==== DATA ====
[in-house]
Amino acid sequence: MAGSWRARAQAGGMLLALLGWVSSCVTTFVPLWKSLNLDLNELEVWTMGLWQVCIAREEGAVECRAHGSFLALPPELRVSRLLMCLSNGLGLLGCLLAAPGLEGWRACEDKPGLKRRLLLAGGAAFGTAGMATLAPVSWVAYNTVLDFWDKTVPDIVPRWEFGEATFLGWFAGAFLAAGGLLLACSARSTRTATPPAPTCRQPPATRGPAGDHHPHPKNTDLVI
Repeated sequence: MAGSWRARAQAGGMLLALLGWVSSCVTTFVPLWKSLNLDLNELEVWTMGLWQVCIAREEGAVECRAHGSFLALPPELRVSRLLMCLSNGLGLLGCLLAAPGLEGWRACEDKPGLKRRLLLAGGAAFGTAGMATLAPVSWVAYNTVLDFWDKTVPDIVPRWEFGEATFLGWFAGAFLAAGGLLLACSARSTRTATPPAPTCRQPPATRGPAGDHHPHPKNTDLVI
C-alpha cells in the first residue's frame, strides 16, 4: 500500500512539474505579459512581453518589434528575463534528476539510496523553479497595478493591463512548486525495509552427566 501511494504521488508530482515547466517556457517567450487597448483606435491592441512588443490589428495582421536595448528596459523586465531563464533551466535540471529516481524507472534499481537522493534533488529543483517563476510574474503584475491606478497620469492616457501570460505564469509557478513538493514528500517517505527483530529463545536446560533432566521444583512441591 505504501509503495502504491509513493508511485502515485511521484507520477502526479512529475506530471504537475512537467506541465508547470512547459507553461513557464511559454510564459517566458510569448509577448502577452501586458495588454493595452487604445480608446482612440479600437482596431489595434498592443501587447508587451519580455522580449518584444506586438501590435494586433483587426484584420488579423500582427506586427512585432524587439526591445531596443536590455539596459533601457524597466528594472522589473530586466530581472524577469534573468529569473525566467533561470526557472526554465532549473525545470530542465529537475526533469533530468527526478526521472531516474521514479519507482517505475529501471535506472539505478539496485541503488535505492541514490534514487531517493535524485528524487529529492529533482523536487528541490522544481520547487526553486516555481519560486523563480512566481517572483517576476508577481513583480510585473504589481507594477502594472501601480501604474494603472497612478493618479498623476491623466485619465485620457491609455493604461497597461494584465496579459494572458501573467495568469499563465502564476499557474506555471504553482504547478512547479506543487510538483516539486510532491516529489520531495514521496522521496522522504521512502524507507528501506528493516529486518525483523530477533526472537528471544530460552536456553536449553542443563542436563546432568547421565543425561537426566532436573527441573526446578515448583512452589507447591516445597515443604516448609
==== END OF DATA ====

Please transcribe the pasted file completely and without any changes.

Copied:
[in-house]
Amino acid sequence: MAGSWRARAQAGGMLLALLGWVSSCVTTFVPLWKSLNLDLNELEVWTMGLWQVCIAREEGAVECRAHGSFLALPPELRVSRLLMCLSNGLGLLGCLLAAPGLEGWRACEDKPGLKRRLLLAGGAAFGTAGMATLAPVSWVAYNTVLDFWDKTVPDIVPRWEFGEATFLGWFAGAFLAAGGLLLACSARSTRTATPPAPTCRQPPATRGPAGDHHPHPKNTDLVI
Repeated sequence: MAGSWRARAQAGGMLLALLGWVSSCVTTFVPLWKSLNLDLNELEVWTMGLWQVCIAREEGAVECRAHGSFLALPPELRVSRLLMCLSNGLGLLGCLLAAPGLEGWRACEDKPGLKRRLLLAGGAAFGTAGMATLAPVSWVAYNTVLDFWDKTVPDIVPRWEFGEATFLGWFAGAFLAAGGLLLACSARSTRTATPPAPTCRQPPATRGPAGDHHPHPKNTDLVI
C-alpha cells in the first residue's frame, strides 16, 4: 500500500512539474505579459512581453518589434528575463534528476539510496523553479497595478493591463512548486525495509552427566 501511494504521488508530482515547466517556457517567450487597448483606435491592441512588443490589428495582421536595448528596459523586465531563464533551466535540471529516481524507472534499481537522493534533488529543483517563476510574474503584475491606478497620469492616457501570460505564469509557478513538493514528500517517505527483530529463545536446560533432566521444583512441591 505504501509503495502504491509513493508511485502515485511521484507520477502526479512529475506530471504537475512537467506541465508547470512547459507553461513557464511559454510564459517566458510569448509577448502577452501586458495588454493595452487604445480608446482612440479600437482596431489595434498592443501587447508587451519580455522580449518584444506586438501590435494586433483587426484584420488579423500582427506586427512585432524587439526591445531596443536590455539596459533601457524597466528594472522589473530586466530581472524577469534573468529569473525566467533561470526557472526554465532549473525545470530542465529537475526533469533530468527526478526521472531516474521514479519507482517505475529501471535506472539505478539496485541503488535505492541514490534514487531517493535524485528524487529529492529533482523536487528541490522544481520547487526553486516555481519560486523563480512566481517572483517576476508577481513583480510585473504589481507594477502594472501601480501604474494603472497612478493618479498623476491623466485619465485620457491609455493604461497597461494584465496579459494572458501573467495568469499563465502564476499557474506555471504553482504547478512547479506543487510538483516539486510532491516529489520531495514521496522521496522522504521512502524507507528501506528493516529486518525483523530477533526472537528471544530460552536456553536449553542443563542436563546432568547421565543425561537426566532436573527441573526446578515448583512452589507447591516445597515443604516448609